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Latest cardiovascular disease Stories

2014-04-04 10:32:55

Modest exercise has anti-inflammatory effects on the body Just a modest amount of exercise may help reduce kidney disease patients' risks of developing heart disease and infections, according to a study appearing in an upcoming issue of the Journal of the American Society of Nephrology (JASN). Heart disease and infection are major complications and the leading causes of death in patients with chronic kidney disease. It is now well established that immune system dysfunction is involved...

2014-04-03 12:21:40

Many research studies have shown that lifestyle interventions, such as exercise programs or weight loss, in people with impaired glucose tolerance (those at high risk of diabetes) can prevent progression to overt type 2 diabetes. However, until now, there has been a lack of high quality, randomized controlled trial evidence to prove that lifestyle interventions prevent deaths from cardiovascular disease, such as heart attacks and stroke, in these people. The risk of death from all-causes...

2014-04-02 08:33:03

Researchers Continue to Reveal Benefits to Consuming Anthocyanin-Rich Foods like Strawberries WATSONVILLE, Calif., April 2, 2014 /PRNewswire-USNewswire/ -- According to new published research in the Journal of Nutrition, consumption of anthocyanin-rich foods such as strawberries may play an important role in lowering cholesterol and other risk factors for cardiovascular disease. To evaluate the effects of strawberries on cardiovascular risk factors, researchers at Oklahoma State University...

2014-04-01 14:14:26

Blood pressure, glucose and cholesterol in 18- to 30-year-olds predicts decline Young adults with such cardiac risk factors as high blood pressure and elevated glucose levels have significantly worse cognitive function in middle age, according to a new study by dementia researchers at UC San Francisco. The findings bolster the view that diseases like Alzheimer's develop over an individual's lifespan and may be set in motion early in life. And they offer hope that young adults may be...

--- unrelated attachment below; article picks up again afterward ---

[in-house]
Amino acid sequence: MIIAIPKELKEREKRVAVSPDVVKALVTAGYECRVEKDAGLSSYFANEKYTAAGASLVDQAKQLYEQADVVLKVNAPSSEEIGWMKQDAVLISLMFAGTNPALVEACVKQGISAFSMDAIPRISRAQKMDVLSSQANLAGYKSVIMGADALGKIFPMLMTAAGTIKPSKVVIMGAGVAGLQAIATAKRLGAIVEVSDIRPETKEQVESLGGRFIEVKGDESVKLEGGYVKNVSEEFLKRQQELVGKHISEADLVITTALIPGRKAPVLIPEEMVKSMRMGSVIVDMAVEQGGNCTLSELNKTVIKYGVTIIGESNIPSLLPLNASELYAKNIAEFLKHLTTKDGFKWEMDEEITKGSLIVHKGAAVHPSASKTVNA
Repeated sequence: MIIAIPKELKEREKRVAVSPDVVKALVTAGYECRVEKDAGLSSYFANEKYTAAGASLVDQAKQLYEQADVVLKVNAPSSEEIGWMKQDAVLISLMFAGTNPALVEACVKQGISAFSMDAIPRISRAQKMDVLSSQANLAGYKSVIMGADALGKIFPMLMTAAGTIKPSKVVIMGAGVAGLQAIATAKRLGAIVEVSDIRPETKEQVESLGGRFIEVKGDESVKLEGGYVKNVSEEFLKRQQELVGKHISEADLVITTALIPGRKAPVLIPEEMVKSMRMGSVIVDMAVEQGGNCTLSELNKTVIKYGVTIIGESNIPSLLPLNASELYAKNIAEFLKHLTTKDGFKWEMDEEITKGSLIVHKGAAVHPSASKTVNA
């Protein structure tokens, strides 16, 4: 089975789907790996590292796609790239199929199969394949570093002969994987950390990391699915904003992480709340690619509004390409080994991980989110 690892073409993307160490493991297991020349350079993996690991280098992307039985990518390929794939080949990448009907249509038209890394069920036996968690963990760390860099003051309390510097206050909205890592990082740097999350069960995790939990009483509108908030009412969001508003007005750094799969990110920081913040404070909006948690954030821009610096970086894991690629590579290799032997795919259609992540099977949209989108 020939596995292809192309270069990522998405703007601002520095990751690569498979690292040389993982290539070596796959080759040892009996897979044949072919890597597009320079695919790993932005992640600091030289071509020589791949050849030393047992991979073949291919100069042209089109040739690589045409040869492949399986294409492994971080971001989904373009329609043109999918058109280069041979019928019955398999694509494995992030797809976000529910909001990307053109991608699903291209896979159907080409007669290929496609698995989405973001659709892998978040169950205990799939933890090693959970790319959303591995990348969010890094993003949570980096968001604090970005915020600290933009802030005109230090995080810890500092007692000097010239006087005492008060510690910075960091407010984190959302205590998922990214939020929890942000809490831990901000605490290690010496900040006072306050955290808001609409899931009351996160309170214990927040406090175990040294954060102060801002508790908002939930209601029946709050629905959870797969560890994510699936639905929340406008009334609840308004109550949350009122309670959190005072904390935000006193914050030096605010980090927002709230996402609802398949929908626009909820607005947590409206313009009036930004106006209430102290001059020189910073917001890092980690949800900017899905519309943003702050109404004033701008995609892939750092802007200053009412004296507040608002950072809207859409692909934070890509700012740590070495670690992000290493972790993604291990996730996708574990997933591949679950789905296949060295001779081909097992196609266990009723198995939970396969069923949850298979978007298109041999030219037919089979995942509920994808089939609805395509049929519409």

2014-04-01 12:59:16

Study Highlight: -Having blood pressure, blood sugar and cholesterol levels slightly higher than the recommended guidelines in early adulthood is associated with lower cognitive function in mid-life. Being heart healthy as a young adult  may increase your chance of staying mentally sharp in mid-life, according to new research in the American Heart Association journal Circulation. In a 25-year study on 3,381 people, 18- to 30-years-old, those with blood pressure, blood sugar and...

2014-04-01 12:56:08

Men with long-term HIV infections are at higher risk than uninfected men of developing plaque in their coronary arteries, regardless of their other risk factors for coronary artery disease, according to results of a study led by Johns Hopkins researchers. A report on the research appears in the April 1 issue of Annals of Internal Medicine. The finding is important, investigators say, because advances in treatment have led to long-term survival of people living with HIV/AIDS and the...

2014-04-01 08:28:03